CD4+CD28null T cells are differentiated from classic T helper cells and share many features of cytotoxic CD8+ T cells and NK cells. They express a cytotoxic profile by producing proinflammatory cytokines, such as interferon gamma (IFN-γ), tumor necrosis factor alpha, and cytotoxic molecules[18,23,24]. CD28null T cells are considered terminally differentiated senescent cells, with shortened telomeres and great ability of cytotoxicity[19]. Thus, any alloreactivity of these cells may be detrimental for the transplant[20]. The gradual disappearance of CD28 following transplantation is controversial, with some investigators showing that loss of CD28 on CD4 T cells promotes immunosuppression resistance and allograft rejection[25,26], while others showing that loss of CD28 on T cells is related to immunosuppressive activity[17], leading to allograft tolerance and stabilization and is also associated with a lower frequency of late rejection and graft loss[27-29]. The role of PRA in CD28 expression seems crucial; however, there is a shortage of related information in the literature. The presence of anti-HLA antibodies may simply reflect the activation of adaptive immunity; however, they can induce endothelial damage, leading to de novo expression of endothelial neoantigens and vascular remodeling, as well as immune activation and chronic inflammation[30]. Therefore, the indirect effects of PRAs on the persistence of lymphocytes with cytotoxic activity may explain the increased levels of CD28null cells, but also their correlation with NK cells and regulatory T cells.

Changes in NK cells after transplant were more prominent. In both groups of patients, the percentage of NK cells was rapidly reduced during the first 3 mo, but only in PRA(-) patients was a reduction in the percentage of cells followed by the elimination of NK cell absolute numbers. NK cells play a crucial role in antibody-mediated rejection as occurs by the presence of HLA-DSAs[31-33]. NK cells are a source of IFN-γ production and they stimulate the T helper type 1 immune response. A direct interaction of NK cells with CD4+ T lymphocytes[34] increases their reactivity, which may motivate the mechanisms of acute rejection[33].

Most investigators support a mutual antagonism between NK and Treg cells[35]. Tregs seem to play major role in the long-term outcome of renal transplantation, as their population in the 6th and 12th mo posttransplantation was found to maintain immune tolerance in transplantation and is associated with better long-term graft survival[28,36-38], and some investigators have proven a time-dependent reduction of Tregs after kidney transplantation as a result of immunosuppressive treatment[28]. In our study, Tregs were almost spontaneously increased in PRA(-) patients during the first 3 mo of follow up, and continued to improve thereafter until the end of follow-up; by contrast, they showed only a delayed increase in PRA(+) patients.

CONCLUSION

In conclusion, this study demonstrated that T cell reinstatement following renal transplantation was closely affected by the presence of PRAs. Although lymphocyte population increased early after transplant, this beneficial effect did not involve all subpopulations. NK cells were reduced in both groups, Tregs were increased, but only in PRA(-) patients, whereas CD28null cells were not significantly restored regardless of the presence of PRAs.

ARTICLE HIGHLIGHTS
Research background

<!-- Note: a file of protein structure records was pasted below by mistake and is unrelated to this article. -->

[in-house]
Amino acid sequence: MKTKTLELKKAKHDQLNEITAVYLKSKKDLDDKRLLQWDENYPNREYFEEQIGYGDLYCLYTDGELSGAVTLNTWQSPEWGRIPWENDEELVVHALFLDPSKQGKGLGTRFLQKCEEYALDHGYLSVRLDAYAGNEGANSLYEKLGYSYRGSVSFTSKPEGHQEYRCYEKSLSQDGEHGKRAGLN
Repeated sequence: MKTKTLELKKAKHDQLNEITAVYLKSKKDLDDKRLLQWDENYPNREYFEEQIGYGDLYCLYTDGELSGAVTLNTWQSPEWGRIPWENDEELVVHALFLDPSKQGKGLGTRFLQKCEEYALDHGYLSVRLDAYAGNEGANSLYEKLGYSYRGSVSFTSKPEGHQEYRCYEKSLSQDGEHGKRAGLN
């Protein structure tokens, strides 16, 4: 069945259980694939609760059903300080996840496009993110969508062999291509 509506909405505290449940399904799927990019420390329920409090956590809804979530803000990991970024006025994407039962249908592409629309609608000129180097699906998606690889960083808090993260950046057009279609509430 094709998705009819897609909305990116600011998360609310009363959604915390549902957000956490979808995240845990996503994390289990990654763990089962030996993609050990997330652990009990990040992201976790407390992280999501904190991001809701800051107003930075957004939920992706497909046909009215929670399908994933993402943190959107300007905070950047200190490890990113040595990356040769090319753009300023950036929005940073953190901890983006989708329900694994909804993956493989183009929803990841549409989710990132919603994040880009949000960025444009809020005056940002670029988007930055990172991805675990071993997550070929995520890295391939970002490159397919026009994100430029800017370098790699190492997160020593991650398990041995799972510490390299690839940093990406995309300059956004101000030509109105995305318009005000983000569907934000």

It is essential to try to both understand and evaluate the effect of panel reactive antibodies (PRAs) on T cell immunity reinstatement, which follows renal transplantation. The potential association between subset changes and posttransplant graft function should be studied further.

Research motivation

This study demonstrated that T cell reinstatement following renal transplantation was closely affected by the presence of PRAs. Although the lymphocyte population increased early after kidney transplantation, this beneficial effect did not involve all subpopulations. Natural killer (NK) cells are reduced in both groups, regulatory T cells (Tregs) were increased, but only in PRA(-) patients, whereas CD28null cells were not significantly restored regardless of the presence of PRAs.

Research objectives

Patients were classified into two groups: PRA(-) (n = 43) and PRA(+) (n = 28). Patients who underwent preemptive kidney transplantation had a better immune profile than those already enrolled in hemodialysis or continuous ambulatory peritoneal dialysis.

Research methods

Flow cytometry analysis was performed in 71 recipients of kidney transplantation at the time of transplantation, and at 3 and 6 mo after transplantation to estimate CD4CD28null, CD8CD28null, NK, and Treg cells.

Research results

The impact of positive PRA on the restoration of T cell phenotype after renal transplantation was evaluated.

Research conclusions

Given the fact that PRA screening is a widely used test performed routinely in patients with chronic kidney disease (CKD) before renal transplantation to assess recipients’ exposure and sensitization, we believe it is essential to try to both understand and carefully evaluate the effect of PRA on T cell immunity reinstatement, which follows renal transplantation.

Research perspectives

CKD is associated with phenotypic and functional changes in the immune system, including both innate and adaptive immunity, with detrimental clinical consequences. A successful renal transplantation will allow patients to stop dialysis and reinstates kidney function. Accordingly, as part of returning to normality, it is also expected to restore patients’ immune profile.

Footnotes

Provenance and peer review: Invited article; Externally peer reviewed.

Peer-review model: Single blind

Specialty type: Transplantation

Country/Territory of origin: Greece

Peer-review report’s scientific quality classification

Grade A (Excellent): A

Grade B (Very good): 0

Grade C (Good): C, C

Grade D (Fair): 0

Grade E (Poor): 0

P-Reviewer: Chan WYK, China; Ghazanfar A, United Kingdom; Sahin TT, Turkey S-Editor: Wang JJ L-Editor: Filipodia P-Editor: Wang JJ